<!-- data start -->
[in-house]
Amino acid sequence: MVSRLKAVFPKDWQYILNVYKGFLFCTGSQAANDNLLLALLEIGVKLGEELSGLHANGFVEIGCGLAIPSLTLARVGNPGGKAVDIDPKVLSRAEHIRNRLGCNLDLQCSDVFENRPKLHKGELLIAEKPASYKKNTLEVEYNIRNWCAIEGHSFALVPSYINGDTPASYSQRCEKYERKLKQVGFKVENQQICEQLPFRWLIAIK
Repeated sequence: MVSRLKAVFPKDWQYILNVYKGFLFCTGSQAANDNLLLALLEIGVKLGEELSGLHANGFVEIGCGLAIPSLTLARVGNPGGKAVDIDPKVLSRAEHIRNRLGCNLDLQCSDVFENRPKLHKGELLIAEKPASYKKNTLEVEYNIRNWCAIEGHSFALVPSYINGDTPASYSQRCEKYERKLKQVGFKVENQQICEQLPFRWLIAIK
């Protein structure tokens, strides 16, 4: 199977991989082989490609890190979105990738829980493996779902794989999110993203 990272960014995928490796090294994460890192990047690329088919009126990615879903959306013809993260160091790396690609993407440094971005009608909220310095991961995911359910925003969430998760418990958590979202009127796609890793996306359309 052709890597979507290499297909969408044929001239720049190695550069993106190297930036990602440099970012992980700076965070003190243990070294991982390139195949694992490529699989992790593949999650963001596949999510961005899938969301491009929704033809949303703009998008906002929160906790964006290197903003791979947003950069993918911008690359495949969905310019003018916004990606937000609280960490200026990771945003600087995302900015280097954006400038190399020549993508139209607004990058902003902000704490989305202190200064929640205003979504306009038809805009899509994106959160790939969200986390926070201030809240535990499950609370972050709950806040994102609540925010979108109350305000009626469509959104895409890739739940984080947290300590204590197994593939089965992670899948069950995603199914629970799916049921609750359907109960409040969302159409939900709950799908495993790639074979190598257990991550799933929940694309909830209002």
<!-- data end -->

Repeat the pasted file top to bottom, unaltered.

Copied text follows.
[in-house]
Amino acid sequence: MVSRLKAVFPKDWQYILNVYKGFLFCTGSQAANDNLLLALLEIGVKLGEELSGLHANGFVEIGCGLAIPSLTLARVGNPGGKAVDIDPKVLSRAEHIRNRLGCNLDLQCSDVFENRPKLHKGELLIAEKPASYKKNTLEVEYNIRNWCAIEGHSFALVPSYINGDTPASYSQRCEKYERKLKQVGFKVENQQICEQLPFRWLIAIK
Repeated sequence: MVSRLKAVFPKDWQYILNVYKGFLFCTGSQAANDNLLLALLEIGVKLGEELSGLHANGFVEIGCGLAIPSLTLARVGNPGGKAVDIDPKVLSRAEHIRNRLGCNLDLQCSDVFENRPKLHKGELLIAEKPASYKKNTLEVEYNIRNWCAIEGHSFALVPSYINGDTPASYSQRCEKYERKLKQVGFKVENQQICEQLPFRWLIAIK
């Protein structure tokens, strides 16, 4: 199977991989082989490609890190979105990738829980493996779902794989999110993203 990272960014995928490796090294994460890192990047690329088919009126990615879903959306013809993260160091790396690609993407440094971005009608909220310095991961995911359910925003969430998760418990958590979202009127796609890793996306359309 052709890597979507290499297909969408044929001239720049190695550069993106190297930036990602440099970012992980700076965070003190243990070294991982390139195949694992490529699989992790593949999650963001596949999510961005899938969301491009929704033809949303703009998008906002929160906790964006290197903003791979947003950069993918911008690359495949969905310019003018916004990606937000609280960490200026990771945003600087995302900015280097954006400038190399020549993508139209607004990058902003902000704490989305202190200064929640205003979504306009038809805009899509994106959160790939969200986390926070201030809240535990499950609370972050709950806040994102609540925010979108109350305000009626469509959104895409890739739940984080947290300590204590197994593939089965992670899948069950995603199914629970799916049921609750359907109960409040969302159409939900709950799908495993790639074979190598257990991550799933929940694309909830209002």